May 13, 2012

bluebell time

I have come perilously close to missing my annual wander in a bluebell wood.

Staggering through a second weekend full of lurgy, but then suddenly with the sun shining I knew it was probably the last chance this year to see that amazing combination of bluebells and young beech leaves - and it is as much about the trees as the bluebells for me.

We usually have our annual bluebell moment in woods and forests near my inlaws' home (amazing displays in Ashridge Forest and a wood conveniently near the Alford Arms pub, both near Berkhamsted), but this year I remembered there is a small wood not far from us, about a 15 minute drive, that is a little bluebell haven. It is so easy to forget the places nearby isn't it? I know the landscape and couple of villages around my home like the back of my hand, but the places a short drive away - I tend to let them slip my mind as we head further afield for weekends or holidays away from home. Nina from Tabiboo blog, recently encouraged us to enjoy and discover places close to home, so with that in mind, we headed off.

We were not disappointed. Hitch wood may be small, but it is perfectly formed! The bluebells were slightly beyond their best, but the wonder was still there.




The bluebells look so beautiful in the soft light that we get in England - the flowers that are native seem to look their best in this gentle, muted sunshine we get, in the same way that Mediterranean flowers like bougainvillea look so wonderful in brighter sunlight and more uncompromising blue skies.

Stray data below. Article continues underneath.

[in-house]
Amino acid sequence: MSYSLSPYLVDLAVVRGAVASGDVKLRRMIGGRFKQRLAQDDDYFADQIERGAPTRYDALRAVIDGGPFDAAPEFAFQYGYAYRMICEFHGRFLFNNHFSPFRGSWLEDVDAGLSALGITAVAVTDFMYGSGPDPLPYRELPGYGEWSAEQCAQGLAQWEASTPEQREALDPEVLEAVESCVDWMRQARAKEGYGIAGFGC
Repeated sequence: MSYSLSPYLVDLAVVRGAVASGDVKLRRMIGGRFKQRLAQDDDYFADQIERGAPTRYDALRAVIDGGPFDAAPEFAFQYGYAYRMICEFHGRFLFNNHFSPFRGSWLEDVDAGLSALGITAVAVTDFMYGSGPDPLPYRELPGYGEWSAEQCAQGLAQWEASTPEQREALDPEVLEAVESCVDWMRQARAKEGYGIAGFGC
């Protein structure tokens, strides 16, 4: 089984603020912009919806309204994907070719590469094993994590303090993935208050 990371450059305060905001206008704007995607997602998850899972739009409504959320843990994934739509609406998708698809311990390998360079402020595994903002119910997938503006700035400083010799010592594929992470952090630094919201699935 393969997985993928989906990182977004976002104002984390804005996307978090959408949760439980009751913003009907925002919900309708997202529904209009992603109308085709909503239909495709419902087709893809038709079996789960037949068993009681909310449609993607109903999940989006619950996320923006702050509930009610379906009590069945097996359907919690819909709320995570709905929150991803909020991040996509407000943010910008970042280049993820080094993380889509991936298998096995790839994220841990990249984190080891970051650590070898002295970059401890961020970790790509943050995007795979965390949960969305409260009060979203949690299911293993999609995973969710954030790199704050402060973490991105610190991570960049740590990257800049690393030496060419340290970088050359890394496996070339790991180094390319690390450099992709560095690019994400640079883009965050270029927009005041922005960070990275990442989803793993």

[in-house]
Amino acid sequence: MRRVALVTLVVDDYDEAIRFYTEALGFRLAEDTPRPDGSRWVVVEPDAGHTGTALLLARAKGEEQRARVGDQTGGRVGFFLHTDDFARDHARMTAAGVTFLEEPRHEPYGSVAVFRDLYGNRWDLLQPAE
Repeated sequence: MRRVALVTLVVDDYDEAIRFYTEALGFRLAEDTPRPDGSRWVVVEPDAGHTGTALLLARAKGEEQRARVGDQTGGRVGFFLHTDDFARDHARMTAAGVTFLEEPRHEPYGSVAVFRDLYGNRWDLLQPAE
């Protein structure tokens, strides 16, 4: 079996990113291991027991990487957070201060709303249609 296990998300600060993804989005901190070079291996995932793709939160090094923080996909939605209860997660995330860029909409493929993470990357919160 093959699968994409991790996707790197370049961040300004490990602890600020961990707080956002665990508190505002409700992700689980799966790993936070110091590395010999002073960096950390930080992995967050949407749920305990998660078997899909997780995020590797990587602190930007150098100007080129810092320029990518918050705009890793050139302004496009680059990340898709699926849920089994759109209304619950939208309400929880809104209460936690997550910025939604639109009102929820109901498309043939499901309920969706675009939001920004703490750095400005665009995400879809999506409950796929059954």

I do love the nodding bluebell flowers with their gorgeous, beguiling scent,



but man, I really love the towering, limegreen leaved beech trees!







The combination, of course, is the absolute business, especially in the slightly misty early morning light.



 And especially with my favourite peeps walking through, putting the world to rights and making dens!





16 comments:

  1. How funny that I blogged about bluebells today too! I also made an effort to visit closer to home to see bluebells - ours were at my Mother in Law's! She has a huge carpet of them across the bottom of the lawn and they looked beautiful in the sun today. Really uplifting.

    Gorgeous photos here and I LOVE the photo of Rolo and your littlest having a cuddle!

    Nicki xx

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  2. Beautiful. Hope you're finally feeling better.

    Spring is an awful time to be sick.

    xo Jane

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  3. Glorious. One of my treasured childhood memories is bluebells in the woods by our house.

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  4. Oh my what absolutely gorgeous photos Belinda...........

    Feeling somewhat envious, but enjoying your post. I have always loved the combination of purple and green.

    The photo of your lads walking along the path is my favourite......

    So glad you made it to the woods to wander amongst the beauty. I never knew they had a scent, can you describe it? Hoping the fresh air and beautiful scenery sent that lurgy packing once and for all!

    Claire :}

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  5. They are just lovely, Belinda. So peacefully blue. thanks for sharing.